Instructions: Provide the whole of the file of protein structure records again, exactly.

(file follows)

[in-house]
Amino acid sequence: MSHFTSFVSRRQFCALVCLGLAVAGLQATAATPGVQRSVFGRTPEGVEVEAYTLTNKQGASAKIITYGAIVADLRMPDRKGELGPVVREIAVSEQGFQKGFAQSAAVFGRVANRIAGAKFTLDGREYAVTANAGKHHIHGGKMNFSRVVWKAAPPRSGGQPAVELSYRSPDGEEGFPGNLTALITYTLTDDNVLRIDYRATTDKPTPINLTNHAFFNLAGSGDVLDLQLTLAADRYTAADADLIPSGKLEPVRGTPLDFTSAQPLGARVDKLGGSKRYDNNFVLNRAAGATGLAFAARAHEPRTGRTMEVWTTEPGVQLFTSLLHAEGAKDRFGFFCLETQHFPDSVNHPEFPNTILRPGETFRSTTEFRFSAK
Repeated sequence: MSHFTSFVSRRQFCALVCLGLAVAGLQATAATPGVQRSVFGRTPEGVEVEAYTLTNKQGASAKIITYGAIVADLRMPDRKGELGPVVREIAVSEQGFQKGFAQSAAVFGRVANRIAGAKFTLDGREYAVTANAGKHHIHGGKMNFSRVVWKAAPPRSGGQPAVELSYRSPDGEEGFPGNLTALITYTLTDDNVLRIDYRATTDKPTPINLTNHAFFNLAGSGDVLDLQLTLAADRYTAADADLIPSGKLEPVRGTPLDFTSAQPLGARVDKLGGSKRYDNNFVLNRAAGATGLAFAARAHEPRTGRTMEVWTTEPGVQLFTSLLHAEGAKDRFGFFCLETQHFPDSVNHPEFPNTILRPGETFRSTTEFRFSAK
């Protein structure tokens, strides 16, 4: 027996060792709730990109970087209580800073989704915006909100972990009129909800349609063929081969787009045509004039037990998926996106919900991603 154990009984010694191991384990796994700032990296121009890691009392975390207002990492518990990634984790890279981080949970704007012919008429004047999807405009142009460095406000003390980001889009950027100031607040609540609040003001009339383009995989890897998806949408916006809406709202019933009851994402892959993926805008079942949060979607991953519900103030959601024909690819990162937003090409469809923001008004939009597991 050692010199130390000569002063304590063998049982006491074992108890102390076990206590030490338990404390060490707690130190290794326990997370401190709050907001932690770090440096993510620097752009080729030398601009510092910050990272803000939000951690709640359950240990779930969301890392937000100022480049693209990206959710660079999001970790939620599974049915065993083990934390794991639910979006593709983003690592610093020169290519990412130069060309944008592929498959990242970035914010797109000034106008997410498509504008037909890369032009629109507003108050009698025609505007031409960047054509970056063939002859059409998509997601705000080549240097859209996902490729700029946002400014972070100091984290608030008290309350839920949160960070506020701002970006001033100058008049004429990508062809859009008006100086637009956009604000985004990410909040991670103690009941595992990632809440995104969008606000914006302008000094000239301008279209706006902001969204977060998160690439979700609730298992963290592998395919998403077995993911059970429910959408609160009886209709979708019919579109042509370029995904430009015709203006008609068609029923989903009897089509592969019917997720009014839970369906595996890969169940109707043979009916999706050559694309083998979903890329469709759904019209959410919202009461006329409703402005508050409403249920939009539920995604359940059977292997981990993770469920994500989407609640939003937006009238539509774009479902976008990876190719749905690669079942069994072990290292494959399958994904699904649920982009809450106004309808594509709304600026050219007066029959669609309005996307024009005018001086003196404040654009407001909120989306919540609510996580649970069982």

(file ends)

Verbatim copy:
[in-house]
Amino acid sequence: MSHFTSFVSRRQFCALVCLGLAVAGLQATAATPGVQRSVFGRTPEGVEVEAYTLTNKQGASAKIITYGAIVADLRMPDRKGELGPVVREIAVSEQGFQKGFAQSAAVFGRVANRIAGAKFTLDGREYAVTANAGKHHIHGGKMNFSRVVWKAAPPRSGGQPAVELSYRSPDGEEGFPGNLTALITYTLTDDNVLRIDYRATTDKPTPINLTNHAFFNLAGSGDVLDLQLTLAADRYTAADADLIPSGKLEPVRGTPLDFTSAQPLGARVDKLGGSKRYDNNFVLNRAAGATGLAFAARAHEPRTGRTMEVWTTEPGVQLFTSLLHAEGAKDRFGFFCLETQHFPDSVNHPEFPNTILRPGETFRSTTEFRFSAK
Repeated sequence: MSHFTSFVSRRQFCALVCLGLAVAGLQATAATPGVQRSVFGRTPEGVEVEAYTLTNKQGASAKIITYGAIVADLRMPDRKGELGPVVREIAVSEQGFQKGFAQSAAVFGRVANRIAGAKFTLDGREYAVTANAGKHHIHGGKMNFSRVVWKAAPPRSGGQPAVELSYRSPDGEEGFPGNLTALITYTLTDDNVLRIDYRATTDKPTPINLTNHAFFNLAGSGDVLDLQLTLAADRYTAADADLIPSGKLEPVRGTPLDFTSAQPLGARVDKLGGSKRYDNNFVLNRAAGATGLAFAARAHEPRTGRTMEVWTTEPGVQLFTSLLHAEGAKDRFGFFCLETQHFPDSVNHPEFPNTILRPGETFRSTTEFRFSAK
């Protein structure tokens, strides 16, 4: 027996060792709730990109970087209580800073989704915006909100972990009129909800349609063929081969787009045509004039037990998926996106919900991603 154990009984010694191991384990796994700032990296121009890691009392975390207002990492518990990634984790890279981080949970704007012919008429004047999807405009142009460095406000003390980001889009950027100031607040609540609040003001009339383009995989890897998806949408916006809406709202019933009851994402892959993926805008079942949060979607991953519900103030959601024909690819990162937003090409469809923001008004939009597991 050692010199130390000569002063304590063998049982006491074992108890102390076990206590030490338990404390060490707690130190290794326990997370401190709050907001932690770090440096993510620097752009080729030398601009510092910050990272803000939000951690709640359950240990779930969301890392937000100022480049693209990206959710660079999001970790939620599974049915065993083990934390794991639910979006593709983003690592610093020169290519990412130069060309944008592929498959990242970035914010797109000034106008997410498509504008037909890369032009629109507003108050009698025609505007031409960047054509970056063939002859059409998509997601705000080549240097859209996902490729700029946002400014972070100091984290608030008290309350839920949160960070506020701002970006001033100058008049004429990508062809859009008006100086637009956009604000985004990410909040991670103690009941595992990632809440995104969008606000914006302008000094000239301008279209706006902001969204977060998160690439979700609730298992963290592998395919998403077995993911059970429910959408609160009886209709979708019919579109042509370029995904430009015709203006008609068609029923989903009897089509592969019917997720009014839970369906595996890969169940109707043979009916999706050559694309083998979903890329469709759904019209959410919202009461006329409703402005508050409403249920939009539920995604359940059977292997981990993770469920994500989407609640939003937006009238539509774009479902976008990876190719749905690669079942069994072990290292494959399958994904699904649920982009809450106004309808594509709304600026050219007066029959669609309005996307024009005018001086003196404040654009407001909120989306919540609510996580649970069982």